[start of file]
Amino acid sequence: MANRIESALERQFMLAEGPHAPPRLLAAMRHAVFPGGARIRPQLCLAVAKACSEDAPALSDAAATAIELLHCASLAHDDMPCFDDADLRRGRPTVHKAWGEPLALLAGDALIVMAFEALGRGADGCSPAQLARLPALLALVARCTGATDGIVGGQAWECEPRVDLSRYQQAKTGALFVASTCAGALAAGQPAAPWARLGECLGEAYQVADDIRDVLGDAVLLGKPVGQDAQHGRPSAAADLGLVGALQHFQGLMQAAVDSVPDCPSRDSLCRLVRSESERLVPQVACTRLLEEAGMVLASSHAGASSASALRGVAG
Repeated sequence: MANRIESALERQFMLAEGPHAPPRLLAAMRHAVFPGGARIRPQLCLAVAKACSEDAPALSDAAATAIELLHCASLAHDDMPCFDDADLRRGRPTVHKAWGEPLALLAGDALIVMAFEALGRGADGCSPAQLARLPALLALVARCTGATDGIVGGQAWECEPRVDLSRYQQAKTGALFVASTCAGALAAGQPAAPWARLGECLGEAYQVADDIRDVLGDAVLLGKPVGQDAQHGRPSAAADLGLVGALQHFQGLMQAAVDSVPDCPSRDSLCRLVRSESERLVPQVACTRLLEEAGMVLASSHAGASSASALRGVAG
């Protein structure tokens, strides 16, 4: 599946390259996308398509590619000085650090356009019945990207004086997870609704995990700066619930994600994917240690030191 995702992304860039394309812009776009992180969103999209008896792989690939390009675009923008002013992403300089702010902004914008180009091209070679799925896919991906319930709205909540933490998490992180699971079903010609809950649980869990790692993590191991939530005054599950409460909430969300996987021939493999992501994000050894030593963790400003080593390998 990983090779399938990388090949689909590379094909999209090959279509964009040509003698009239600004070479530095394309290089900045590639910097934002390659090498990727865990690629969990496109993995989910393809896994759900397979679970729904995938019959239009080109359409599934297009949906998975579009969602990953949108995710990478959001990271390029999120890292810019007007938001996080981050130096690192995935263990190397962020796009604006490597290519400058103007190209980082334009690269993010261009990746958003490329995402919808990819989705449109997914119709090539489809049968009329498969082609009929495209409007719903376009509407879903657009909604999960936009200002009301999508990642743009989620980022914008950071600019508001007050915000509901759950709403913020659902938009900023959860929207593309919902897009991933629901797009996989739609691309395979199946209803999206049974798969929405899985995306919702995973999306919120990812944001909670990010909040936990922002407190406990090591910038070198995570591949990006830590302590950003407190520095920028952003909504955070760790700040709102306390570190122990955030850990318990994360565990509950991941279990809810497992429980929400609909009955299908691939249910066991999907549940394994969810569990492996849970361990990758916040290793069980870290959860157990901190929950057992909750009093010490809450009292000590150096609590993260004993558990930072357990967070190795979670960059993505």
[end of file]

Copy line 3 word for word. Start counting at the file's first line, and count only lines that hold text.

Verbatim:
């Protein structure tokens, strides 16, 4: 599946390259996308398509590619000085650090356009019945990207004086997870609704995990700066619930994600994917240690030191 995702992304860039394309812009776009992180969103999209008896792989690939390009675009923008002013992403300089702010902004914008180009091209070679799925896919991906319930709205909540933490998490992180699971079903010609809950649980869990790692993590191991939530005054599950409460909430969300996987021939493999992501994000050894030593963790400003080593390998 990983090779399938990388090949689909590379094909999209090959279509964009040509003698009239600004070479530095394309290089900045590639910097934002390659090498990727865990690629969990496109993995989910393809896994759900397979679970729904995938019959239009080109359409599934297009949906998975579009969602990953949108995710990478959001990271390029999120890292810019007007938001996080981050130096690192995935263990190397962020796009604006490597290519400058103007190209980082334009690269993010261009990746958003490329995402919808990819989705449109997914119709090539489809049968009329498969082609009929495209409007719903376009509407879903657009909604999960936009200002009301999508990642743009989620980022914008950071600019508001007050915000509901759950709403913020659902938009900023959860929207593309919902897009991933629901797009996989739609691309395979199946209803999206049974798969929405899985995306919702995973999306919120990812944001909670990010909040936990922002407190406990090591910038070198995570591949990006830590302590950003407190520095920028952003909504955070760790700040709102306390570190122990955030850990318990994360565990509950991941279990809810497992429980929400609909009955299908691939249910066991999907549940394994969810569990492996849970361990990758916040290793069980870290959860157990901190929950057992909750009093010490809450009292000590150096609590993260004993558990930072357990967070190795979670960059993505």